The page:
Sally: Everything I do in this space is all about building trusted relationships. I’m somebody who likes to really get to know and understand how an organization works and the people behind the tech. If you’ve got that understanding, and it’s a fit with your own personal experience and what you believe in and what you want to do, then you've got alignment. That’s the key starting point. It’s a shared value proposition.

In terms of a paid arrangement, I think that happens naturally. If you have legitimate experience, show what you can do and build trusted relationships, you are working in a complementary way. There’s a shared reciprocal commitment where you’re putting the time into really understanding the brand and the people and writing, for example, extended pieces around particular topics, or attending events over a long-term committed basis. It’s a natural trajectory in terms of reciprocal value.

How do you like to see brands properly leverage influencers like yourself? What's the best way to work with you?

Sally: The starting point is asking, is there alignment here? I have an applied technical background and I do a lot around digital transformation, but I’m always thinking about how to discuss the cultural and societal transformation elements, too. So, I look at all the different areas in which I can work with a brand. I want to see if there’s an opportunity for something longer term, where we can get to know one another. I want to understand how they work and really meet the people behind the brand.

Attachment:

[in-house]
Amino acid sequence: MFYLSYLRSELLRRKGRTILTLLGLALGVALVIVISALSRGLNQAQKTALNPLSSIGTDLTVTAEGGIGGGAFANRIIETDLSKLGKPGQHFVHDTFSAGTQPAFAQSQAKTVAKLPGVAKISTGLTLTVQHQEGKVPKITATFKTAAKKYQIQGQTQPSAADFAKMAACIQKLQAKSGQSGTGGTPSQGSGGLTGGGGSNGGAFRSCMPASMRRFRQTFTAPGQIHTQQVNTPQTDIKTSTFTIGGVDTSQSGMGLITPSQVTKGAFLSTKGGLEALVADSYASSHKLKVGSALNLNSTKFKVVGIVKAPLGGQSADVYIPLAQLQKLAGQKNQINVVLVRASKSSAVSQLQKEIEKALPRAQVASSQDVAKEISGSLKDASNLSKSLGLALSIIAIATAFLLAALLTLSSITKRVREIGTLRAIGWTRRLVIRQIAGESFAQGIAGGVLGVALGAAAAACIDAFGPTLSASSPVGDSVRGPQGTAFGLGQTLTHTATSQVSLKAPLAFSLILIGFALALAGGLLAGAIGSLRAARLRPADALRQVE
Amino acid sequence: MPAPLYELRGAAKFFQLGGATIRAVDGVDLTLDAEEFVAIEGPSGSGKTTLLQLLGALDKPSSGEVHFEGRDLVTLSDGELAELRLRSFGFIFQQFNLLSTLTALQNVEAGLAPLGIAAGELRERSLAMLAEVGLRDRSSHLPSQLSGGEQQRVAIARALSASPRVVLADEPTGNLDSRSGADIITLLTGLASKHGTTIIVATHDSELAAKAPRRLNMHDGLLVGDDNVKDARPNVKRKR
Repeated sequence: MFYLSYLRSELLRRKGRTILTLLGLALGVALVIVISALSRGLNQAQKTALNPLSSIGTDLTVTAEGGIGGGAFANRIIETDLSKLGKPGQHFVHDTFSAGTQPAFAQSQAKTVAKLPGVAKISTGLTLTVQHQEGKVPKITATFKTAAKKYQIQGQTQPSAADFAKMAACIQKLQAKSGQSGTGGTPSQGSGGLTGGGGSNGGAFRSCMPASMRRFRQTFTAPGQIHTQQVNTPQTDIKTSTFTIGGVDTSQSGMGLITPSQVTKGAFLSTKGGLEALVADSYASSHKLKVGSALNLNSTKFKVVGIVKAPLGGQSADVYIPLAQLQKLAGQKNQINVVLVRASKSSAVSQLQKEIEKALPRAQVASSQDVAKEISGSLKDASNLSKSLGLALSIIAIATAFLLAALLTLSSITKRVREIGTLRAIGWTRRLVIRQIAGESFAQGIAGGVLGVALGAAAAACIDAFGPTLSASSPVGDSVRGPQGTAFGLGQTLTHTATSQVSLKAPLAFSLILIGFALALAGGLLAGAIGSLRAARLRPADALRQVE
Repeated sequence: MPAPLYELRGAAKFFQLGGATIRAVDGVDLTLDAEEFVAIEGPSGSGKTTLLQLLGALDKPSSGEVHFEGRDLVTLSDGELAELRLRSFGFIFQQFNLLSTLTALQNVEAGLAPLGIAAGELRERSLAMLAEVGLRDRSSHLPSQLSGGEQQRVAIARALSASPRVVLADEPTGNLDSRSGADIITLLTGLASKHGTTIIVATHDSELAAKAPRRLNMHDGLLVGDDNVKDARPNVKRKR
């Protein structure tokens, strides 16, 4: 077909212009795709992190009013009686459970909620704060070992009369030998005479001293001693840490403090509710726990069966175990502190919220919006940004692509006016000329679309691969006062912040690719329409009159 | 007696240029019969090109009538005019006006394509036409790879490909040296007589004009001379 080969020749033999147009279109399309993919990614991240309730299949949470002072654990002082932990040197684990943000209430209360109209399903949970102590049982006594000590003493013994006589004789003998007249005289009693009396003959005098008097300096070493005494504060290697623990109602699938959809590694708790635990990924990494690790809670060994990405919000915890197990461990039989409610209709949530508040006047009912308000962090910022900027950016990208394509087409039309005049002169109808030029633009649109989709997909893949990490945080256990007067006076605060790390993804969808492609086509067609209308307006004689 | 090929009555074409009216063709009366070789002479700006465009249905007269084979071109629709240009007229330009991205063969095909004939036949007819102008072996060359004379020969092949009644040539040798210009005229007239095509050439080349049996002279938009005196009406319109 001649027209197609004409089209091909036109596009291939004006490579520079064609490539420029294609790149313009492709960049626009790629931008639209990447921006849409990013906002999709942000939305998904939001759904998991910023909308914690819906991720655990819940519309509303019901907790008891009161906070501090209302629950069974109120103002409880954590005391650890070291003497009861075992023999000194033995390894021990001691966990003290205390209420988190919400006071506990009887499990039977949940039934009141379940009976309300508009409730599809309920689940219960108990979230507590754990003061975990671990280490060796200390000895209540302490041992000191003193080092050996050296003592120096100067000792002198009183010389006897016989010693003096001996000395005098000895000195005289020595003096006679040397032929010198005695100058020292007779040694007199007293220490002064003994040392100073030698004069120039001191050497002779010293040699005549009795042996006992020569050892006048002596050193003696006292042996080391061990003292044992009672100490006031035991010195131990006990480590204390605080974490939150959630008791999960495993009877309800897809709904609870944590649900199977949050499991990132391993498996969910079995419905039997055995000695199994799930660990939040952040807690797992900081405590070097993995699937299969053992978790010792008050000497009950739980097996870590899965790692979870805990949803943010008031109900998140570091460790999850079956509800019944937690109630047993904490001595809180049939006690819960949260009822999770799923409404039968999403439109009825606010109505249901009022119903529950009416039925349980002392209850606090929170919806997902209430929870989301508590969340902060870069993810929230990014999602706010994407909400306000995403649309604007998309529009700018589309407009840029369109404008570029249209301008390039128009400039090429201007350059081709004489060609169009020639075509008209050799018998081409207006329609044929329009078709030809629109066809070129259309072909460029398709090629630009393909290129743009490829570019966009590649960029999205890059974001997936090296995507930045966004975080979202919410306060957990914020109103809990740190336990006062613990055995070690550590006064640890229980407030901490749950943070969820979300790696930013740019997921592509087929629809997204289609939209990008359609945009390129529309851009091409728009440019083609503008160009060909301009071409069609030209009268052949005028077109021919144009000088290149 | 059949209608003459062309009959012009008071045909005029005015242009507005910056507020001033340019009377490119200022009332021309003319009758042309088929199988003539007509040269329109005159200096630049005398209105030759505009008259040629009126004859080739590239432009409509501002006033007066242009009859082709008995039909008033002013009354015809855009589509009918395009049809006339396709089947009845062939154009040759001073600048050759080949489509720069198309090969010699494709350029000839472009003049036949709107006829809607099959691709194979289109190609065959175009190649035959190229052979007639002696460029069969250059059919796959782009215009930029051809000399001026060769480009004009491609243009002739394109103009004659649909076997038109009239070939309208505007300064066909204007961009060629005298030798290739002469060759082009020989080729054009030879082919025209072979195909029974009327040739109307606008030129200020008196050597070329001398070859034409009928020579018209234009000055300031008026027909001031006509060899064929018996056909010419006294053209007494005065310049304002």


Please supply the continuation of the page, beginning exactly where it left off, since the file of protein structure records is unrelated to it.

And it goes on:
I go in with an independent background and I’m trusted to find my own narrative. It’s important for me to be able to pick out the key points or takeaways, so it’s not just about pitching a product or service. I personalize content for the audience. I try to stay true to changes that might be happening with the brand, or what’s ahead from a technology, trend or cultural point of view. I can see how those areas fit together—and being respected and trusted to talk about that is a wonderful thing I greatly value.

At events, I spend time doing one-on-one interviews, not just with executives but also finding my own sources, too. I’ll do video content, extended thought-leadership pieces and social media —I like to do a range of activities, and I research the space so I can bring my perspective to each of them. 

You talk a lot about trust between a brand and an influencer. How can both parties build and maintain that all-important trust in the relationship?  

Sally: There’s been a shift in how brands work with influencers. It is no longer a one-off. Brands tend to follow what influencers do over a period of time. Everything I’ve done has been from me, and I’ve prided myself on doing that. The community I talk with is 100 percent organic.